The secret to mining big data is the quirky and overlooked, the things we rarely think about, such as our love of even numbers. Today’s futuristic data analyst is a high-tech update on Sherlock Holmes and Margaret Mead, a blend of detective and anthropologist, who searches for the proverbial needle in the haystack, sometimes in tasks as seemingly ordinary as how we pump gas.
“It’s an analyst having the sensitivity to say: ‘I don’t know, but isn’t this interesting? There’s something I’m seeing in the data that’s causing me to think there’s a trend here on which we can capitalize,’” Wunderman’s president of data management, Bill Burkart, told me recently at the Direct Marketing Association’s &THEN marketing conference in Los Angeles. “And then having creative and strategic teams say, ‘Yeah, that is interesting….’”
Wunderman is a new kind of company, a marketing and analytics powerhouse with offices in 60 countries – clients include Coca-Cola, Microsoft, and the US Navy – that delivers value by sifting through point-of-sale, social media, and other data sources to uncover marketing opportunities. Like discovering that customers like to land the number.
While scrutinizing millions of transactions among members of client Shell’s UK-based loyalty program, Wunderman data analysts spotted an oddity that gave them pause. When pumping gas at Shell stations in England, 37 percent of customers were clearly attempting to “round up” their purchases but kept missing by fractions of a pound: £30.03, £40.4, £50.8, and so on.
The creatives were initially flummoxed by how, if at all, to capitalize on what amounted to a trivial mistake, albeit one made by more than a third of Shell’s most loyal UK customers every time they pumped gas.
Then the team had its “aha” moment: gamify it.
“Why don’t we create a game to motivate you?” Burkart recalled. “So that if you actually hit the target, you would bump up the number of loyalty points earned.”
Shell rolled out the “Pump Challenge” campaign through social media and email, encouraging loyalty program members to test-drive the experience online before taking the plunge at the pump. The masterstroke was gamifying the tedium of filling up – while at the same time shrewdly escalating the rewards points.
Hitting £30 on the nose earned 50 loyalty points, but the reward increased if they hit £35. Analysts hoped that players who overshot the £30 target would go right on pumping to try their luck at other levels (£100 earned 500 bonus points).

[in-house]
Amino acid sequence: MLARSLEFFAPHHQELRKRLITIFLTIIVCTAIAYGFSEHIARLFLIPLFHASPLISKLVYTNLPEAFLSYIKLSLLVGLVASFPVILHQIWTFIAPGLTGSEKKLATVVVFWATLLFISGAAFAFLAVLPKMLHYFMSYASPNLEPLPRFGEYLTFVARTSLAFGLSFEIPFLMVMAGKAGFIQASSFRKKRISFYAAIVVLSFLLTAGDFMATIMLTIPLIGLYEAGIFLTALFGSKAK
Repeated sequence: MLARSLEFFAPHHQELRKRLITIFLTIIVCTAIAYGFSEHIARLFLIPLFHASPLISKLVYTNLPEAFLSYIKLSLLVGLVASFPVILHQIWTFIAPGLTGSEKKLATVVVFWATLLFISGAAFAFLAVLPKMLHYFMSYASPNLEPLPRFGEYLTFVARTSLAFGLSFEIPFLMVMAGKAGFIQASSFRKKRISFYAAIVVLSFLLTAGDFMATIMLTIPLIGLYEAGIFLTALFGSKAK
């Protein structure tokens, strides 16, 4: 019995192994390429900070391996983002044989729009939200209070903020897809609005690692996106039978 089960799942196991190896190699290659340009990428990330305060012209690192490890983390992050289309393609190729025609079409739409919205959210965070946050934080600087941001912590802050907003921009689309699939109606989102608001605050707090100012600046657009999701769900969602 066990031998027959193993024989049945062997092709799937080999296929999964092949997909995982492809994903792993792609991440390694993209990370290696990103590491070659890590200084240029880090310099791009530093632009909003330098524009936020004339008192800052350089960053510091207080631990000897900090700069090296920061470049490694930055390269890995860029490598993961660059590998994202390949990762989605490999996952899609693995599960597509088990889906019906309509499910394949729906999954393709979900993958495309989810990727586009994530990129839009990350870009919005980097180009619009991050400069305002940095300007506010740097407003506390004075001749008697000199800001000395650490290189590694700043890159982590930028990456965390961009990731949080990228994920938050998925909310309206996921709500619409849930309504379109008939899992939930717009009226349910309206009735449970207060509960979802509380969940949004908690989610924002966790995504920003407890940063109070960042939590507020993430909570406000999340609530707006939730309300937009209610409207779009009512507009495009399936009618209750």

Many of them did just that. When the month-long campaign ended, 478,265 unique players had collected a staggering 99,498,200 bonus points. And Shell? The company wrote that the program “helped to stretch customer spend by 17% compared to existing loyalty communications.”
The Wunderman example is part of a growing trend. In San Francisco and other tech epicenters, “data scientist” is a hot new job title, and data analysts are targeting all sorts of opportunities at point of sale. Feeding this demand, an innovative new class of tech campuses such as General Assembly and Galvanize are accelerating the trend by pumping out thousands of candidates into this growing field.
Gamification adds play and surprise to the big data picture, and can offer big payoffs to the companies that learn how to uncover these latent opportunities. Dunkin’ Donuts, for example, introduced On Your Mark, in which customers raced against the clock to correctly fill a virtual customer’s order, pushing a coffee cup along a virtual coffee assembly, with stations for flavor, sweetener, milk, and brew. The orders became bigger and the cups moved faster as the players hit higher levels of the game. The fastest players won gift cards. Meanwhile, the whole game platform was designed with research in mind; a strong data-collection component was integral to the platform. This is because the player supplied their favorite Dunkin’ Donuts beverage, providing the company with important statistics.
The gamification of big data is also playing out in cloud-based SaaS applications such as Salesforce, whose app exchange offers clients a collection of dozens of embedded apps that turn customers’ daily tasks into addictive games. Users can compete against themselves, co-workers, or friends. The whole process becomes a continuous feedback loop: customers’ addictions to the games drive usage of the platform, contributing to data sets, to be mined for further targeted customer outreach.
With major corporations rushing to hire junior data scientists to sift through millions of data sets, the examples of Dunkin’ Donuts, Salesforce, and Shell provide clues to the future. Tapping data scientists and analysts is the first step. Burkart of Wunderman believes that often a collaborative model can pay dividends. The natural friction of putting data geeks and creative freaks together can spark breakthroughs. “Creatives want to create the big new idea,” he said “but that big new idea begins with data.”
It’s that tension between the creatives itching to come up with something new, said Burkart, and the data analysts’ keen ability to identify patterns, that encourages counterintuitive thinking.
Like turning a customer’s mistake at the pump into a profitable, and loyalty building, game of chance.